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Page last updated at 23:48 GMT, Friday, 22 August 2008 00:48 UK
Reading opens on political note
By Julian Marshall
Newsbeat online editor at Reading Festival

Rage Against The Machine

Rage Against The Machine have returned to the Reading Festival with a passionate headline performance on the main stage.

They made a political statement from the start, coming on stage dressed in orange jumpsuits and fully hooded, a probable reference to US foreign policy. They then proceeded to play opening song Bombtrack in the costumes.

The band played a host of tracks from their three albums including Bullet In The Head and Know Your Enemy.

The Los Angeles rock band were making their return to the festival for the first time in eight years since they split in 2000.

Later in the set singer Zack de la Rocha elaborated, directly criticising the Bush administration for their policy in Iraq, claiming the "whole system depends on death and war to survive".

The reaction to the band's English return was largely positive.

Backstage interviews

Festival-goer 31-year-old James Barrett told Newsbeat: "Their set was really great, everyone seemed to be involved, even those who didn't get to see them the first time around. Everybody seemed to love it."

Rage previously warmed up for headliners Porno For Pyros in 1993 and played second on the bill behind The Prodigy in 1996.

They also played the festival for a third time in 2000, shortly before they split up over musical differences.

However, in January 2007 the band reformed and in April of that year performed together for the first time in seven years at the Coachella Valley Music and Arts Festival.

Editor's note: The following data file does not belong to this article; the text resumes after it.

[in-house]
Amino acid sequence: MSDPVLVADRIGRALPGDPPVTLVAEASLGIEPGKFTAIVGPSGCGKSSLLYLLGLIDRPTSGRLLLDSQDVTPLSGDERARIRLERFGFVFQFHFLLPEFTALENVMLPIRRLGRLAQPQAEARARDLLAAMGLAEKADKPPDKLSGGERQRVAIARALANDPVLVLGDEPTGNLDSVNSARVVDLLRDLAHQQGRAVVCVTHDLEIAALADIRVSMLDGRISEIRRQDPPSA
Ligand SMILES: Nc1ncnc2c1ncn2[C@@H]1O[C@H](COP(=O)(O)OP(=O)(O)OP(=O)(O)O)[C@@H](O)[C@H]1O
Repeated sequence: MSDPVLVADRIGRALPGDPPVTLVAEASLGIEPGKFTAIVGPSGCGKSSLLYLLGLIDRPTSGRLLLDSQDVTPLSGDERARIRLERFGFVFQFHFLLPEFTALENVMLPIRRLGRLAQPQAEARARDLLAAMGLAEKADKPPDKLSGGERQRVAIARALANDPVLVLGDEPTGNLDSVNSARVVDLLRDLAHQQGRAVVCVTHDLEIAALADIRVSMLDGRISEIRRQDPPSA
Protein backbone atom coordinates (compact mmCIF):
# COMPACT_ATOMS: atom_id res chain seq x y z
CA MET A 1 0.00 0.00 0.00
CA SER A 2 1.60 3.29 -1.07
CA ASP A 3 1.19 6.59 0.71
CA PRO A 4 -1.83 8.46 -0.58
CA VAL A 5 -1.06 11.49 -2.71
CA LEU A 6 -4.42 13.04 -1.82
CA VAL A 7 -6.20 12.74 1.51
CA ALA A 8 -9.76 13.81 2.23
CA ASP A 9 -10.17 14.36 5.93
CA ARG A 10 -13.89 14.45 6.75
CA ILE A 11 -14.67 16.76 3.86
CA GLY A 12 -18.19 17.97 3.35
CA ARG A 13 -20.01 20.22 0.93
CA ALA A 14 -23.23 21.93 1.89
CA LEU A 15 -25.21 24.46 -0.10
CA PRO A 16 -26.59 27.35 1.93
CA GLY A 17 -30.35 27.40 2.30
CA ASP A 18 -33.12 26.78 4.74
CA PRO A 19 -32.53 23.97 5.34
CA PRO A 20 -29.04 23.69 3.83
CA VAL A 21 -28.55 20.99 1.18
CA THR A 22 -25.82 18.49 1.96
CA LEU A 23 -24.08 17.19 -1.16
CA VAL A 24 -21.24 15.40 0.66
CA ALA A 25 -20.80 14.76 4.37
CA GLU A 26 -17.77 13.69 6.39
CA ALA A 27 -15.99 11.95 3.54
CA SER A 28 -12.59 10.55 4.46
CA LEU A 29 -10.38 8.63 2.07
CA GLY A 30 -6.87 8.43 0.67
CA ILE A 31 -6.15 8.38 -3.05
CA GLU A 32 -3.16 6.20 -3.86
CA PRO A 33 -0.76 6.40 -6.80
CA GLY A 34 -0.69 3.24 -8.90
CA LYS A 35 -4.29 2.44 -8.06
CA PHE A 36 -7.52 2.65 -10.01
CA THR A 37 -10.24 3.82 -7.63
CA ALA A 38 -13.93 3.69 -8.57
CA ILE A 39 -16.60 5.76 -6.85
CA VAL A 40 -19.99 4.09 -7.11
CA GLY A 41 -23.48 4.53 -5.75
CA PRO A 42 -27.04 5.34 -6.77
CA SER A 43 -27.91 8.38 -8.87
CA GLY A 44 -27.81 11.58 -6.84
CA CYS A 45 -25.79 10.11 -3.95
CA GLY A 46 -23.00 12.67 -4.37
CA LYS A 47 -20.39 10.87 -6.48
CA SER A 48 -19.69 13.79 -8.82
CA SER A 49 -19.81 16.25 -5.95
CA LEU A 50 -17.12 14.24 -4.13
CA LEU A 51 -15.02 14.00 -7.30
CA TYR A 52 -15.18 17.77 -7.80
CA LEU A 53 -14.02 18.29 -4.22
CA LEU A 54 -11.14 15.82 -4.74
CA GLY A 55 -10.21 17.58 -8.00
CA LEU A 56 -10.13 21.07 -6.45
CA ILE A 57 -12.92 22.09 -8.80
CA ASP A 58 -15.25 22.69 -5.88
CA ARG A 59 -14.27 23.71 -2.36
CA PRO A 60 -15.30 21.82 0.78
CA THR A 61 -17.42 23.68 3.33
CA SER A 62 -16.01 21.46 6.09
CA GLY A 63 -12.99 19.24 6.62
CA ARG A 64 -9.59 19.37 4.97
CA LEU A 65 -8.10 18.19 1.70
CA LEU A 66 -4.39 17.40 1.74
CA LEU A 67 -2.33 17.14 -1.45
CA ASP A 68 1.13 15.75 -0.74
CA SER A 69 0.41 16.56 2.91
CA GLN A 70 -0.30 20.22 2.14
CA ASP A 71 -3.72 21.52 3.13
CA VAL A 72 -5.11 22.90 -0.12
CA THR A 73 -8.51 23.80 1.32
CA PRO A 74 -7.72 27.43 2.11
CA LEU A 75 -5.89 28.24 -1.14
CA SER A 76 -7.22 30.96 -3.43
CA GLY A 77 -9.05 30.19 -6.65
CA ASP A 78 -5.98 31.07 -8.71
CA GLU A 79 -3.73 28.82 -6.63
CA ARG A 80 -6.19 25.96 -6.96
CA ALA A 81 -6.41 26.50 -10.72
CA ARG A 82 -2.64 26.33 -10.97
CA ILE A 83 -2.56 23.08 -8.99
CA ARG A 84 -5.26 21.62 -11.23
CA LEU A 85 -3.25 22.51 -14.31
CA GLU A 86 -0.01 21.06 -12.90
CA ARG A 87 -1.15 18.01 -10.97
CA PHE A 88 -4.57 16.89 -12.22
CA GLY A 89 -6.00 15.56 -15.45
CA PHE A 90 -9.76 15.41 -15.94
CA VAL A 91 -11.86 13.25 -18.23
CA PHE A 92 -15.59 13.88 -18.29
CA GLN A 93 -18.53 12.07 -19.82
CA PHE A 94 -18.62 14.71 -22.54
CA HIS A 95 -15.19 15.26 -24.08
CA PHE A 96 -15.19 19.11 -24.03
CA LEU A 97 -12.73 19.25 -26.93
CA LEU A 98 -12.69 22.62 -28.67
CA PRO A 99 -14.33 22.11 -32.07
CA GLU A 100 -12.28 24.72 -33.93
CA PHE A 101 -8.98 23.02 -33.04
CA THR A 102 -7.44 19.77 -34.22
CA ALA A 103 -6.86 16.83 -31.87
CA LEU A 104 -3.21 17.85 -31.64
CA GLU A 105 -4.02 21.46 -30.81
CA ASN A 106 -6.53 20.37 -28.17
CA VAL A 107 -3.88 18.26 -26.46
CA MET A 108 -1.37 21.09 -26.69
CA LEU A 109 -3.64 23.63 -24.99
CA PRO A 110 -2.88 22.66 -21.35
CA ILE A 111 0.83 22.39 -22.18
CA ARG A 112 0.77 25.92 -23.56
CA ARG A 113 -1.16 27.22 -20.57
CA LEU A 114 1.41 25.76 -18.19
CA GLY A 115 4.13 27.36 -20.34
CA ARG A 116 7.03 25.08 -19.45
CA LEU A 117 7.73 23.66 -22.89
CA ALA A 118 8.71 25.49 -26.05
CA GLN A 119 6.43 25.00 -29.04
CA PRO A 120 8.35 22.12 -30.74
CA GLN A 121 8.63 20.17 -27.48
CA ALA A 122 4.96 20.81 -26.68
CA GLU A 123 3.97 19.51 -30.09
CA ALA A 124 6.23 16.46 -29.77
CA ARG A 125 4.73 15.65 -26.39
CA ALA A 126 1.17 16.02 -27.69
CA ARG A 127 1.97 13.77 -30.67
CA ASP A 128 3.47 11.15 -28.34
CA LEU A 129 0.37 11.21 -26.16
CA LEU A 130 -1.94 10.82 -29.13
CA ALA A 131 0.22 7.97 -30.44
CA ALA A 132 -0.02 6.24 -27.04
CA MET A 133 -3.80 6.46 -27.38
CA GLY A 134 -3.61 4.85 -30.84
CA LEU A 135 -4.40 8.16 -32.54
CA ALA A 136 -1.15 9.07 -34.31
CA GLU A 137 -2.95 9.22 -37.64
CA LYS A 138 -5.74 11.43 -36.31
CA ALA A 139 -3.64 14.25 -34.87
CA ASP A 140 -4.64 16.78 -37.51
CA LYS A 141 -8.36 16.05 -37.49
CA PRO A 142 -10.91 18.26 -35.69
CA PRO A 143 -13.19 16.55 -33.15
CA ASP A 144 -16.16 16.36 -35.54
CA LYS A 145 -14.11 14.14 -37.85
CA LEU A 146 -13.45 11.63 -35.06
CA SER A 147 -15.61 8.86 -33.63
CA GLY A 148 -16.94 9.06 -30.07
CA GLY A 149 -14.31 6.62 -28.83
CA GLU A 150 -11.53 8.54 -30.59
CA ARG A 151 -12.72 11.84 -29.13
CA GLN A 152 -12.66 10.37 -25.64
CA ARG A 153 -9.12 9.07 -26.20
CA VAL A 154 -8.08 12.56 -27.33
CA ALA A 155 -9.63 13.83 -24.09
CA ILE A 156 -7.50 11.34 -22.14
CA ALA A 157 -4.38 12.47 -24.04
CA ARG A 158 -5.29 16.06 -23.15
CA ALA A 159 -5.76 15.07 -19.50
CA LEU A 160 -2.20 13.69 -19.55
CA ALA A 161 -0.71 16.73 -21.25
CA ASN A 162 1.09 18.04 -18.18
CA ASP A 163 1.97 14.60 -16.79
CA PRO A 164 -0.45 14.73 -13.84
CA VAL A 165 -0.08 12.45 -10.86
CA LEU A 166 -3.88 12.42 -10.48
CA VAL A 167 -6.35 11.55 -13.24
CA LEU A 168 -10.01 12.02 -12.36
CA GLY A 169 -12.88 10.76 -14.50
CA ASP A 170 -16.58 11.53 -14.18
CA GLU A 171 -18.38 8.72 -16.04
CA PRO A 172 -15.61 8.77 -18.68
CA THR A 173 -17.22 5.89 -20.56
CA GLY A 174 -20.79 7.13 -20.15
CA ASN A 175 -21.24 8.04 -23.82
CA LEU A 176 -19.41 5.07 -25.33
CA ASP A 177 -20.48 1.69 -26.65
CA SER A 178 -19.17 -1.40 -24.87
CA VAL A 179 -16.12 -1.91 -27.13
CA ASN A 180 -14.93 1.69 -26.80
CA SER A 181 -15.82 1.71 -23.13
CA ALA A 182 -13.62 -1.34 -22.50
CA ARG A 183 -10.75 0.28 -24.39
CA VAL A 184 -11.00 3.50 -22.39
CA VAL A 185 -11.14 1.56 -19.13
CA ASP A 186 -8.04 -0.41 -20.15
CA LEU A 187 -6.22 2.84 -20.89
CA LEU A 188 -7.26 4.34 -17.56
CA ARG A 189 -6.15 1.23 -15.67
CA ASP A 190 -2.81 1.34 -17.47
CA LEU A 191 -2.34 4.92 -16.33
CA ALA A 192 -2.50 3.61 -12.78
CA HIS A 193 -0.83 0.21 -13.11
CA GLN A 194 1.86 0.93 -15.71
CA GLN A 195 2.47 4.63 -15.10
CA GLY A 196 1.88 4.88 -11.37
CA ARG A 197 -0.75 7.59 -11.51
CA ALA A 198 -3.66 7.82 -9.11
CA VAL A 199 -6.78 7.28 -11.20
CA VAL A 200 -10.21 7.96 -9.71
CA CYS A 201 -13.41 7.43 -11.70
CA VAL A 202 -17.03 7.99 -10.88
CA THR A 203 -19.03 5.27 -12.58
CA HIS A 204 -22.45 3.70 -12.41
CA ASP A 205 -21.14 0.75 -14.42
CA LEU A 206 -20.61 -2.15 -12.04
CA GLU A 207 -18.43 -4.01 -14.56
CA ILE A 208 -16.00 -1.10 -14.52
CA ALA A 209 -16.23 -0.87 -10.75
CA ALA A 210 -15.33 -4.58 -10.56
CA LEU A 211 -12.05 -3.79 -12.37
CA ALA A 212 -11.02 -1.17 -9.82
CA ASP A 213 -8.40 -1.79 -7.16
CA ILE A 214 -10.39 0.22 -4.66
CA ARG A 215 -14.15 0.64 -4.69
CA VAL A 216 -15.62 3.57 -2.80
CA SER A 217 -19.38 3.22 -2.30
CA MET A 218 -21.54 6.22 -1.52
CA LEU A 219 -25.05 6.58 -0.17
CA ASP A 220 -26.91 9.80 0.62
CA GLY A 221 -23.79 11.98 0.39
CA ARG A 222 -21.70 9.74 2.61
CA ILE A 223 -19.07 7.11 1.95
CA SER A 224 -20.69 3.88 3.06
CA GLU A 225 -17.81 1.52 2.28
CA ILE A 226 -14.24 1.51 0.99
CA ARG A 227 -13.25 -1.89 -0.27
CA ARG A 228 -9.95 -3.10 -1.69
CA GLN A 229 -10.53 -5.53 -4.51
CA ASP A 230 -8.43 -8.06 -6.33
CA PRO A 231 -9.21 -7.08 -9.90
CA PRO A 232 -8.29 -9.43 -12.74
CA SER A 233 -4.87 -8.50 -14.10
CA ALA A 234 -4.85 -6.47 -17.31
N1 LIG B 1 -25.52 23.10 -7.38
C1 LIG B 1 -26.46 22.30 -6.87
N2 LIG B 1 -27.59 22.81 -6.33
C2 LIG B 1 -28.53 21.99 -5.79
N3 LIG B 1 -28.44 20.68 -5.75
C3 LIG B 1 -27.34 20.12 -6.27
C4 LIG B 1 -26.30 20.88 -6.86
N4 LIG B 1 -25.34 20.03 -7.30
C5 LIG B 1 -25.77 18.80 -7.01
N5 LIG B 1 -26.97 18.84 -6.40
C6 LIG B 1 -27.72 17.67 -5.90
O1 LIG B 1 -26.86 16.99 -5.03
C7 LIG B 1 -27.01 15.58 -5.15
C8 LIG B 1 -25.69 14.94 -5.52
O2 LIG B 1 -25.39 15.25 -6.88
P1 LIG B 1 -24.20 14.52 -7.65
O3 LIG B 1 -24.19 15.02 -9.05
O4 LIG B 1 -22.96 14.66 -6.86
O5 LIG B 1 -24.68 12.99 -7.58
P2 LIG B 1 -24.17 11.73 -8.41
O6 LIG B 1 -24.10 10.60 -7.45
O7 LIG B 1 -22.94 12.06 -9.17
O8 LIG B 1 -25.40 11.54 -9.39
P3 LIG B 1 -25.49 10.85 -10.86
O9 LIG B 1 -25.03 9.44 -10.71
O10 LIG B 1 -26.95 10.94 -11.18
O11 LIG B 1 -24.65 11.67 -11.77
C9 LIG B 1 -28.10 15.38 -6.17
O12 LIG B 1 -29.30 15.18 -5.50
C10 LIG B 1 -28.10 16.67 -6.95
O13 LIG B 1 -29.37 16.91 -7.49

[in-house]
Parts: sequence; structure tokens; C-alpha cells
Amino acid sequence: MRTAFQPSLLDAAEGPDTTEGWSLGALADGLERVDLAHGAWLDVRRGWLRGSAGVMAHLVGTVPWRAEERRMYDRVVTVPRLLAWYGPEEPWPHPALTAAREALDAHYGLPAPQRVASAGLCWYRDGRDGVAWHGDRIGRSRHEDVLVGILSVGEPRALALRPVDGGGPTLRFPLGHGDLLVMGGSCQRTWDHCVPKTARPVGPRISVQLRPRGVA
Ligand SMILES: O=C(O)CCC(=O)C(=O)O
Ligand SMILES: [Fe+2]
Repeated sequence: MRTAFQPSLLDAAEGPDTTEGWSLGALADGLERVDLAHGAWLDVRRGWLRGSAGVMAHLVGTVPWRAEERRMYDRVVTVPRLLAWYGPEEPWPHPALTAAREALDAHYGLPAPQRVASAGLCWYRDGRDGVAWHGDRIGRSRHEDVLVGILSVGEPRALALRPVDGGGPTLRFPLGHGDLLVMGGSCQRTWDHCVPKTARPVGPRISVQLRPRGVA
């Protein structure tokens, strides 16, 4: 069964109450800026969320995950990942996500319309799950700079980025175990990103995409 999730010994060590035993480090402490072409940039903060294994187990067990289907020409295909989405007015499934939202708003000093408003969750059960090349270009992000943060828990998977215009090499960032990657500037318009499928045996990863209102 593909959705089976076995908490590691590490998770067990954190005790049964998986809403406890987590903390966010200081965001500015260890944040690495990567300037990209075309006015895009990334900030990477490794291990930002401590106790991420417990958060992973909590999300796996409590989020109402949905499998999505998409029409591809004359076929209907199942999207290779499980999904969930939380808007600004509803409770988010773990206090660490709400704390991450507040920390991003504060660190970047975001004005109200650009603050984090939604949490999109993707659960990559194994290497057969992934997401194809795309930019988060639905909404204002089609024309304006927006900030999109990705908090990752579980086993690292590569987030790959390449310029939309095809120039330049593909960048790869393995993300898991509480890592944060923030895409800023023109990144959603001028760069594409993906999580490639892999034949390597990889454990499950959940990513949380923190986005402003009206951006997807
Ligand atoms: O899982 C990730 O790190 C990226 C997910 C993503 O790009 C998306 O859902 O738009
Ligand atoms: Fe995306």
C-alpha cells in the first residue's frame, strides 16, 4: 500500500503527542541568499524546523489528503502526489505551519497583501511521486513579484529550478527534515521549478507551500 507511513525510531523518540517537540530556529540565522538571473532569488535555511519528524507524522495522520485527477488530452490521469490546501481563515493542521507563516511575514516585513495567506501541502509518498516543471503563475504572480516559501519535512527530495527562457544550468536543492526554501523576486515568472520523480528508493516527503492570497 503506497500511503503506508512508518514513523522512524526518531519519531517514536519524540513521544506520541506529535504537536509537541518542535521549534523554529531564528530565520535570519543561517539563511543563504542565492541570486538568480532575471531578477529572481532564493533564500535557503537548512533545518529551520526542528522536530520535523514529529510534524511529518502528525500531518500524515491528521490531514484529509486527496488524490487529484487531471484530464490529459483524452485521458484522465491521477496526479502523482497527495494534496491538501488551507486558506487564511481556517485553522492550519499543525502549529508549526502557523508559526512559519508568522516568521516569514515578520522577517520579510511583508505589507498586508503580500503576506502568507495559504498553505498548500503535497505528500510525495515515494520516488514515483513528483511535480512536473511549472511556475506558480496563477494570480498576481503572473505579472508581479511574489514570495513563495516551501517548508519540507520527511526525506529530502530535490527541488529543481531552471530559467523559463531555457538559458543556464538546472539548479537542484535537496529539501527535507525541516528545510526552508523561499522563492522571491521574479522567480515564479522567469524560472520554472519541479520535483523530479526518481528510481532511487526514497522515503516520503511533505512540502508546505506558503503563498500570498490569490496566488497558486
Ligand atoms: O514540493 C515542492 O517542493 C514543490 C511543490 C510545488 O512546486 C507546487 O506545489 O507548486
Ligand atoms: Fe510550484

Earlier this year they made their UK return when they performed at T In The Park. They also played the Oxegen festival in Ireland.

Rock in the sunshine

Festival-goers in Reading were blessed with sunshine throughout the day on Friday, with live performances on the main stage coming from Dizzee Rascal, Biffy Clyro, Queens Of The Stone Age and The Enemy.

Queens Of The Stone Age interview

The Enemy used the show as an opportunity to play the hits from their debut album, We'll Live and Die in These Towns, with 40 Days And 40 Nights and the album title track proving most popular with fans.

Queens Of The Stone Age, who played songs including No One Knows and Little Sister directly before Rage Against The Machine, said they decided to play at Reading and Leeds to close their current world tour.

Singer Josh Homme said that the Reading crowd was the "best audience in the world".

The band who stole the show on the NME/Radio 1 stage on Friday were New York group Vampire Weekend.

Stars including Lily Allen watched from this side of the stage as a packed tent sang along to tracks including Mansard Roof and A-Punk.

80,000 fans are descending on each site over the three days.

The event, which takes place annually on the August bank holiday weekend in England, is due to run until Sunday evening in both venues.

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